Governing boards without committees – the 'circle model'

Be clear on how this model is different, what you should focus on and what you can do to make it work.

Last reviewed on 27 September 2021
School types: All · School phases: All
Ref: 5715
  1. What makes it different
  2. If you're making this change 
  3. Keep a consistent agenda for every meeting
  4. Set up working parties to tackle time-consuming problems
  5. Examples of the 'circle model' in practice

Our associate governance experts, Fred Birkett, Fiona Stagg and Ian Preston, helped us with this article.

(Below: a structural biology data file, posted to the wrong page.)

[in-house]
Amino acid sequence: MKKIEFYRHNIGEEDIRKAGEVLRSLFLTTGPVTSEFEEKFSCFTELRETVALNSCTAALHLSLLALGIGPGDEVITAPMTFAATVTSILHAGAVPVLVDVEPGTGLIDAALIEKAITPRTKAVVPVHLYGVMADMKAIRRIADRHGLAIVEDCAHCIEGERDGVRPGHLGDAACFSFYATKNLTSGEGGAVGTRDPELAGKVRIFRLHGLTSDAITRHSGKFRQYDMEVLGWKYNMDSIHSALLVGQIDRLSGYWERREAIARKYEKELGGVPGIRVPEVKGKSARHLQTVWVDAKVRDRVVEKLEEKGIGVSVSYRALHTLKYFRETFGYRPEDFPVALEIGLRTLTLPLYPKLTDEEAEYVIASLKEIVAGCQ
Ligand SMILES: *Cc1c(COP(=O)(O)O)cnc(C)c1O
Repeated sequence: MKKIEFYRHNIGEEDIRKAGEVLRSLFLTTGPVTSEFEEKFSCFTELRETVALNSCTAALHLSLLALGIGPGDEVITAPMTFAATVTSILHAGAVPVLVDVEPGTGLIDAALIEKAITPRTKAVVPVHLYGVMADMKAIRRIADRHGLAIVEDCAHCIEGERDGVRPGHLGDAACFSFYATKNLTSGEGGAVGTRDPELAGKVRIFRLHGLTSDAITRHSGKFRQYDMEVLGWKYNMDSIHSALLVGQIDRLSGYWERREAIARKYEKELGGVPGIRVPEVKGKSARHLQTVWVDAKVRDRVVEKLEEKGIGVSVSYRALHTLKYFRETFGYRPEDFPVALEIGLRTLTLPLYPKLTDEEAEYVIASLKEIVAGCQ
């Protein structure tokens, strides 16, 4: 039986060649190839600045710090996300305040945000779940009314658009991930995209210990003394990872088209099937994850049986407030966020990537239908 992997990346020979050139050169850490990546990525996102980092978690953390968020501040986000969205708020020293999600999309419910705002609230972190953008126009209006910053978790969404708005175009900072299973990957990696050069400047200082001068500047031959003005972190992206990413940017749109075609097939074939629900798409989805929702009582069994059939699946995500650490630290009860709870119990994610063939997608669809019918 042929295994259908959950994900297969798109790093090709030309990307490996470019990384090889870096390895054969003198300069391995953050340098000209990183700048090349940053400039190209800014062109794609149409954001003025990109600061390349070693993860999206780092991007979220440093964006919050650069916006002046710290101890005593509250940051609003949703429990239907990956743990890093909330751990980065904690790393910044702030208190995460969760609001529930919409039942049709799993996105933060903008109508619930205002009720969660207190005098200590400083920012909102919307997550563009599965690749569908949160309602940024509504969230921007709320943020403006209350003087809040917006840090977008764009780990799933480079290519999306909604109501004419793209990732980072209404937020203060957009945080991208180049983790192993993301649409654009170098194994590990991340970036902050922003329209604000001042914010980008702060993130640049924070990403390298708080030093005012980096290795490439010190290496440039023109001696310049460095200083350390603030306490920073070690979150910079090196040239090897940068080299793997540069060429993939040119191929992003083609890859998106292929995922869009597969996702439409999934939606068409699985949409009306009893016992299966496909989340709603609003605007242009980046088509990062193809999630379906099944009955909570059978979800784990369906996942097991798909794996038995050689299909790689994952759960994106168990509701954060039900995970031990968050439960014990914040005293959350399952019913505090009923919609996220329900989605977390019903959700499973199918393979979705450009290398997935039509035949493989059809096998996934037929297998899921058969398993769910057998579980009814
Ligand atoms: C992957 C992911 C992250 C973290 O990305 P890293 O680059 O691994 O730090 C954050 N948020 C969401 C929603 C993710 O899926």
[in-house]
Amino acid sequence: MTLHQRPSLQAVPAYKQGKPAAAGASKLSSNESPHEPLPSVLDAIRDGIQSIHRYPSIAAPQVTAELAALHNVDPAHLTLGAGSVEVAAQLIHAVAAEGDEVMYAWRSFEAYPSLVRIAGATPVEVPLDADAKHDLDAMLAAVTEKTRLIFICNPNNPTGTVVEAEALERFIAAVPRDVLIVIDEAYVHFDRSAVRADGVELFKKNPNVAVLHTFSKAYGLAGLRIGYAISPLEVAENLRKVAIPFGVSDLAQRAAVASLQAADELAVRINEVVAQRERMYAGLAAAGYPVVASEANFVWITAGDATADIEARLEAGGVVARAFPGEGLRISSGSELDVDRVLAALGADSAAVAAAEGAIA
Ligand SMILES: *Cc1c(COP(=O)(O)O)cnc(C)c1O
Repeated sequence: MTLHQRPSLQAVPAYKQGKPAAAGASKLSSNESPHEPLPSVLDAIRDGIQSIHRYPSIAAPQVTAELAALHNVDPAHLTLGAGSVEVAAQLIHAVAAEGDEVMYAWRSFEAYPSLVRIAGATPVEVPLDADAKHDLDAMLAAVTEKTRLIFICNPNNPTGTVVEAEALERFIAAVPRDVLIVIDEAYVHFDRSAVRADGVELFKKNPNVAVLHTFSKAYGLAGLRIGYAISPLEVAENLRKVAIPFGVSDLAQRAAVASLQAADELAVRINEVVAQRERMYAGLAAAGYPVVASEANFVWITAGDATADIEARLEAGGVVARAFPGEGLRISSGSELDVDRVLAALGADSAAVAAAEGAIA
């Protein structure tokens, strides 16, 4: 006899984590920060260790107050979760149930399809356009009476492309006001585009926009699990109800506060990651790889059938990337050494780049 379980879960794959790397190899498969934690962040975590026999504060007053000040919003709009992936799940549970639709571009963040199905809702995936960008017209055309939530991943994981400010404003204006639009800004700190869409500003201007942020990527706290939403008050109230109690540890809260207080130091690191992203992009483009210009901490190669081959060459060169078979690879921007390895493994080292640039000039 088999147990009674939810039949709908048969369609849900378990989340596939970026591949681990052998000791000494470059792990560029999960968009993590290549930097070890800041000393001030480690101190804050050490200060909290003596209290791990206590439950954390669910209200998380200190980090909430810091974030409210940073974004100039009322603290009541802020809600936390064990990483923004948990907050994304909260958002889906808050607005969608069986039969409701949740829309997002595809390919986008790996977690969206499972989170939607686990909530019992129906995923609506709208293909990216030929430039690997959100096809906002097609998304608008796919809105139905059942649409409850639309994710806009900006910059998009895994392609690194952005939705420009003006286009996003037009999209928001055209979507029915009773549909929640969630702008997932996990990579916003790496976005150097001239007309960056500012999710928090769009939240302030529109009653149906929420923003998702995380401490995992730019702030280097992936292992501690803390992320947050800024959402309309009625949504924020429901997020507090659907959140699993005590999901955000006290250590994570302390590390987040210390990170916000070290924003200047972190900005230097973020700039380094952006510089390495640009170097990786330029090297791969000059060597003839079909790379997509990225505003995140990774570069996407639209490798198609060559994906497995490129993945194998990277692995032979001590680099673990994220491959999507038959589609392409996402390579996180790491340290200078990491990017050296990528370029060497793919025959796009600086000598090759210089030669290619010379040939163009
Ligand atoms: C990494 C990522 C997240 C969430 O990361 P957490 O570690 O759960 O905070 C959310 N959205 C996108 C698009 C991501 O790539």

What makes it different

The task of monitoring specific areas is usually assigned to committees. In the 'circle model', it's delegated to individuals or pairs instead.

Like all things, this model has its pros and cons.

If you're making this change 

Be clear about why you're doing it

It should be about keeping your board effective. For example, if you have a small number of governors, it might be more effective to not have committees. 

But, this model doesn’t work for everyone – some schools can be resistant to letting go of committees.

Without committees, it will fall to individual governors to have a detailed understanding of a specific area to then feedback to the board You need a clear agenda to keep you on track with what you should be doing